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The0retical
The0retical Dork
8/28/15 11:18 p.m.

It's sooooo pretty. I want touch it.

NOT A TA
NOT A TA HalfDork
8/28/15 11:23 p.m.

One day a young man came to my bicycle store wanting spokes to rebuild wheels and asking how much it cost to true wheels. Bought spokes and went outside, sat on a curb and started installing the spokes in a rim. We were all busy working and kept walking past the young man as we went back and forth between the two buildings where the curb was he sat upon. After a while he took the spokes out and started again, after seeing him repeat the process a more couple times over a couple hour time span I stopped and offered some tips on how they should be laced. He spent most of an afternoon on the curb but was determined and eventually got them ready to be trued and left them. Seeing his determination, persistence, and calm attitude during adversity I hired him.

Months later, a man pulls into the same parking lot in front of the store in a very clean, cool looking, early 60's Ranchero with a nice looking modified front end treatment, aftermarket wheels, and racing stripes up over the hood. As I proclaim "cool car" the young man I'd hired says "That's my dad"(never mentioned his dad was a car guy). So I go talk to dad and tell him the son's been a very good employee and I'm glad I'd hired him. We start talking cars and somehow got on the subject of a bumper smoothing job I'd wanted. The plan was to have the bumper brackets welded to the bumper, shave the domed bolt heads, fill the jack slots, and rechrome. Dad tells me he works at a shop where they have metal guys good enough to do that kind of thing and gives me a price. Price seems fine to me so I give him a spare bumper I had for the project and about a week later I get my bumper back. It's probably been 15 years since then and the bumper still looks great.

The young mans name I hired was Craig Cronin just like his dads who also happened to be the shop manager at Automotive Restorations. I'm gonna go out on a limb and say I'm probably one of a very few or the only active member on this forum that's had work done there. Woody, if you go there again and happen to see Craig tell him I'm still alive and well in FL.

gearheadmb
gearheadmb Reader
8/29/15 6:36 a.m.

In reply to erohslc:

Sometimes you just have to appreciate craftsmanship. And thats good craftsmanship.

Woody
Woody MegaDork
8/29/15 7:44 a.m.
NOT A TA wrote: Woody, if you go there again and happen to see Craig tell him I'm still alive and well in FL.

Will do. I have a bunch of other photos from the night, but I haven't sorted through them yet. I'll put them into their own thread when I get a chance.

erohslc
erohslc Dork
8/29/15 11:36 a.m.
gearheadmb wrote: In reply to erohslc: Sometimes you just have to appreciate craftsmanship. And thats good craftsmanship.

I agree, it's fabulous craftsmanship.
I only question the subject, not the execution.

erohslc
erohslc Dork
8/29/15 11:50 a.m.
Curmudgeon wrote: Man. Impressive work. If aluminum is such a poor thing to make cars from, wonder why Ford just invested millions in changing the body of their best selling vehicle over to such a crappy material? Why did Honda invest millions in making the frames for their best selling off road bike (the CR250) in a twin spar aluminum design? Why did Yamaha start making their WR and YZ frames from aluminum? Lots of poor decision making going on there. The Corvette was originally made in fiberglass because it would have been exceptionally difficult (i.e. expensive) to make the stamp dies for the swoopy lines. It became tradition and yes it does allow quick and reasonably inexpensive restylings. Modern hydroforming techniques could probably do it in sheet steel or aluminum now, but what would be the point?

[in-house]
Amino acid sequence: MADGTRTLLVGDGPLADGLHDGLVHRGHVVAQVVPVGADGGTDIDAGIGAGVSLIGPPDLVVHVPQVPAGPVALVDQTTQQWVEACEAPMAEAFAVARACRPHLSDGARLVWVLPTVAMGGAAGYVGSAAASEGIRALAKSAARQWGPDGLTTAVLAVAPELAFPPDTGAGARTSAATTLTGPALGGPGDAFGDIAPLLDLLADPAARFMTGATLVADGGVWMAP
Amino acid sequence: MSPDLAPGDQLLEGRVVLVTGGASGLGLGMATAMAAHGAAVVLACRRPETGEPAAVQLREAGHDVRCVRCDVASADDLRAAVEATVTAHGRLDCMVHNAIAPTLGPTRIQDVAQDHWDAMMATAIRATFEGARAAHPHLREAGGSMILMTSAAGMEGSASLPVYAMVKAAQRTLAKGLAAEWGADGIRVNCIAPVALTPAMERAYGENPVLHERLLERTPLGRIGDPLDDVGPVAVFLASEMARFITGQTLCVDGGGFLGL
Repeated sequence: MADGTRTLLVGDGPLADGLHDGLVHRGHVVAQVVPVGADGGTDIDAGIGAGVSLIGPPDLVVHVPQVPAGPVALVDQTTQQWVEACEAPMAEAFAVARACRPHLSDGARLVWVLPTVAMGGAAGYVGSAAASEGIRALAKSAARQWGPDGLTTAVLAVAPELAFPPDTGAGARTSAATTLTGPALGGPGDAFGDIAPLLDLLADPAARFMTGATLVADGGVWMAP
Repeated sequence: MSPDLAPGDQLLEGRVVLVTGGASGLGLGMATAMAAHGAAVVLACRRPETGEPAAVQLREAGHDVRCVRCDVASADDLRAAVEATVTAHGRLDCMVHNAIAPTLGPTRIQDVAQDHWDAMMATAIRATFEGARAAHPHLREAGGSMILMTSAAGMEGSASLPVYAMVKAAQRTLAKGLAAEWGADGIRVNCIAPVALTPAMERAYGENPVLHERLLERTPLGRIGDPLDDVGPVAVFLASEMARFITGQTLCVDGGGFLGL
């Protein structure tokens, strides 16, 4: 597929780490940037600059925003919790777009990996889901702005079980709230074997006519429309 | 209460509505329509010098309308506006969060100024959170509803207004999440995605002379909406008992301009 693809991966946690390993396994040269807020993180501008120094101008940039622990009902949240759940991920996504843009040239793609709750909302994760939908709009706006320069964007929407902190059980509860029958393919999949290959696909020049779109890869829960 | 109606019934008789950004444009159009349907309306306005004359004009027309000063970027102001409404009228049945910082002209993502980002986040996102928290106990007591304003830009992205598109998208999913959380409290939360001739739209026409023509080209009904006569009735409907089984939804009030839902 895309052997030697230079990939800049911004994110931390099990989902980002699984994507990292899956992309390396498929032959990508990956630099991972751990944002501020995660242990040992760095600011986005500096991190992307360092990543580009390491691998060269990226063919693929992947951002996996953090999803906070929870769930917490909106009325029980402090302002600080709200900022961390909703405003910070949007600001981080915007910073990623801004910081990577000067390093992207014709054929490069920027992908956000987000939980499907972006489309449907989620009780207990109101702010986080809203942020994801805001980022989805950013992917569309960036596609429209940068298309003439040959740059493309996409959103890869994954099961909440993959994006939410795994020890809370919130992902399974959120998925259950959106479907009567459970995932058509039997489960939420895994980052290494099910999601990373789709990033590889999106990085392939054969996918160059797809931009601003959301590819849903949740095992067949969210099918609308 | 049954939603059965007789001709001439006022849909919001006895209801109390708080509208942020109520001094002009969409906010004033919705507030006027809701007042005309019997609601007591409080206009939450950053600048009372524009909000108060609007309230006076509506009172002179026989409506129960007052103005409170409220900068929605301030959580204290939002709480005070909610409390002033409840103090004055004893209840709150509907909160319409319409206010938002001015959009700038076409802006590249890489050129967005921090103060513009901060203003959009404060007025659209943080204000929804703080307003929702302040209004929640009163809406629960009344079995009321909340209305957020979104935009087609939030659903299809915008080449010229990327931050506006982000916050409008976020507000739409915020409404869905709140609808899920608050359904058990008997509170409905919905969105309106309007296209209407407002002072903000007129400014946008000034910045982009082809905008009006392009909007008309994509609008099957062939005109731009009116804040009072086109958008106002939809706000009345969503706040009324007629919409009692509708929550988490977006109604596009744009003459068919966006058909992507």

I never said Aluminum isn't a great metal to make cars out of. I never said this wasn't top notch impressive work. Are you familiar with 'Automotive Design and Production'?
It's an industry publication that delves deeply into all kinds of OEM issues, including materials.
But this car has noting to do with any of that.
Aluminum was not chosen for engineering reasons, but as an artistic choice.

I'm saying it's too bad tall that all skill and effort and expertise was not lavished on something better than reproducing a Corvette body in Aluminum.

ronbros9
ronbros9 New Reader
8/29/15 4:48 p.m.

OH! you dont like Corvettes,HMM.

erohslc
erohslc Dork
8/29/15 6:18 p.m.

I like them just fine thanks.
One thing I especially appreciate is the GM production engineering that has gone into creating the Corvette body.
Do you really think it's all a happy accident, made by some guys in breather masks and bunny suits with fiberglass chopper guns hand spraying polyester mix into molds?
I'm also watching Ford's foray into aluminum pickup bodies with interest.
Corporate OEM's like Ford don't gamble Billions of dollars making major process changes like that unless they have worked out all the angles to the last decimal point.
Do you seriously think they are building these trucks with skilled artisans hammering sheet metal over wooden bucks?

Current 'commercial wars' from GM (really, a gorilla and a guy choosing Al vs Steel cages?) mean that they have drawn blood in the marketplace.

'Lightweighting' is the new frontier, and it encompases the entire product and process.

Steel is far from dead, they are figuring out how to use new alloys and processes to remain competitive and cost effective.
It will suck to be an auto repair shop in the future, but oh well.

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